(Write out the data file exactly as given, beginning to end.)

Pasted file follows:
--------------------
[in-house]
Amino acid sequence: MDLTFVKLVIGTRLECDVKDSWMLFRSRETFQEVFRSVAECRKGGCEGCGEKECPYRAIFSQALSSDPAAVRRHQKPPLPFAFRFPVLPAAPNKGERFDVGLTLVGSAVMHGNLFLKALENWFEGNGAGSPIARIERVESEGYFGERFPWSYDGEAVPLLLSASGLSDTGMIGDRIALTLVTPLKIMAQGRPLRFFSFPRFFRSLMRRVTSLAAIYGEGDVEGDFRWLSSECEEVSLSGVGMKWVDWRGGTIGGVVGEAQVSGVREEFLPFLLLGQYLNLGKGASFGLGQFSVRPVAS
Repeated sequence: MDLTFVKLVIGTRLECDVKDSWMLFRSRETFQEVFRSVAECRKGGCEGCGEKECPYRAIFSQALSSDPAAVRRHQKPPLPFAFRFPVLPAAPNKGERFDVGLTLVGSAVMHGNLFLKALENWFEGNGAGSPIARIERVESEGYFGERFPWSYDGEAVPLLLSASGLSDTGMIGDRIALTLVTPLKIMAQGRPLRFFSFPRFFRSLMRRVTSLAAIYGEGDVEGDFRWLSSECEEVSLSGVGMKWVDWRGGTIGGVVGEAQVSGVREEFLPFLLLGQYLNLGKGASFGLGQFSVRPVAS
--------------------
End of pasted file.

[in-house]
Amino acid sequence: MDLTFVKLVIGTRLECDVKDSWMLFRSRETFQEVFRSVAECRKGGCEGCGEKECPYRAIFSQALSSDPAAVRRHQKPPLPFAFRFPVLPAAPNKGERFDVGLTLVGSAVMHGNLFLKALENWFEGNGAGSPIARIERVESEGYFGERFPWSYDGEAVPLLLSASGLSDTGMIGDRIALTLVTPLKIMAQGRPLRFFSFPRFFRSLMRRVTSLAAIYGEGDVEGDFRWLSSECEEVSLSGVGMKWVDWRGGTIGGVVGEAQVSGVREEFLPFLLLGQYLNLGKGASFGLGQFSVRPVAS
Repeated sequence: MDLTFVKLVIGTRLECDVKDSWMLFRSRETFQEVFRSVAECRKGGCEGCGEKECPYRAIFSQALSSDPAAVRRHQKPPLPFAFRFPVLPAAPNKGERFDVGLTLVGSAVMHGNLFLKALENWFEGNGAGSPIARIERVESEGYFGERFPWSYDGEAVPLLLSASGLSDTGMIGDRIALTLVTPLKIMAQGRPLRFFSFPRFFRSLMRRVTSLAAIYGEGDVEGDFRWLSSECEEVSLSGVGMKWVDWRGGTIGGVVGEAQVSGVREEFLPFLLLGQYLNLGKGASFGLGQFSVRPVAS